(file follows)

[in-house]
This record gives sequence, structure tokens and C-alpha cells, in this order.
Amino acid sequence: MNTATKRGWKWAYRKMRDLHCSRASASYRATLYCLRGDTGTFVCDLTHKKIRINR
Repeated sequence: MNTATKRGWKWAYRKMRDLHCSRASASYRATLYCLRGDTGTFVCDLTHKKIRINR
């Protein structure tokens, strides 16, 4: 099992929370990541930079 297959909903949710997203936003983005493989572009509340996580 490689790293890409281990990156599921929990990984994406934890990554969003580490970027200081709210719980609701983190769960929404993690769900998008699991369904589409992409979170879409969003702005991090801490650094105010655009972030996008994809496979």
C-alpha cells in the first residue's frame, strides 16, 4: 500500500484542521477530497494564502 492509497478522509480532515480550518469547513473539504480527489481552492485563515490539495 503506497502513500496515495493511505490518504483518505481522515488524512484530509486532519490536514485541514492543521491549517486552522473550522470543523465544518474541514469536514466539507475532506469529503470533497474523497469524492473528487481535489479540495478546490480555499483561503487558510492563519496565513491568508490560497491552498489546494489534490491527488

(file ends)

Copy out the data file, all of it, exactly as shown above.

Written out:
[in-house]
This record gives sequence, structure tokens and C-alpha cells, in this order.
Amino acid sequence: MNTATKRGWKWAYRKMRDLHCSRASASYRATLYCLRGDTGTFVCDLTHKKIRINR
Repeated sequence: MNTATKRGWKWAYRKMRDLHCSRASASYRATLYCLRGDTGTFVCDLTHKKIRINR
């Protein structure tokens, strides 16, 4: 099992929370990541930079 297959909903949710997203936003983005493989572009509340996580 490689790293890409281990990156599921929990990984994406934890990554969003580490970027200081709210719980609701983190769960929404993690769900998008699991369904589409992409979170879409969003702005991090801490650094105010655009972030996008994809496979």
C-alpha cells in the first residue's frame, strides 16, 4: 500500500484542521477530497494564502 492509497478522509480532515480550518469547513473539504480527489481552492485563515490539495 503506497502513500496515495493511505490518504483518505481522515488524512484530509486532519490536514485541514492543521491549517486552522473550522470543523465544518474541514469536514466539507475532506469529503470533497474523497469524492473528487481535489479540495478546490480555499483561503487558510492563519496565513491568508490560497491552498489546494489534490491527488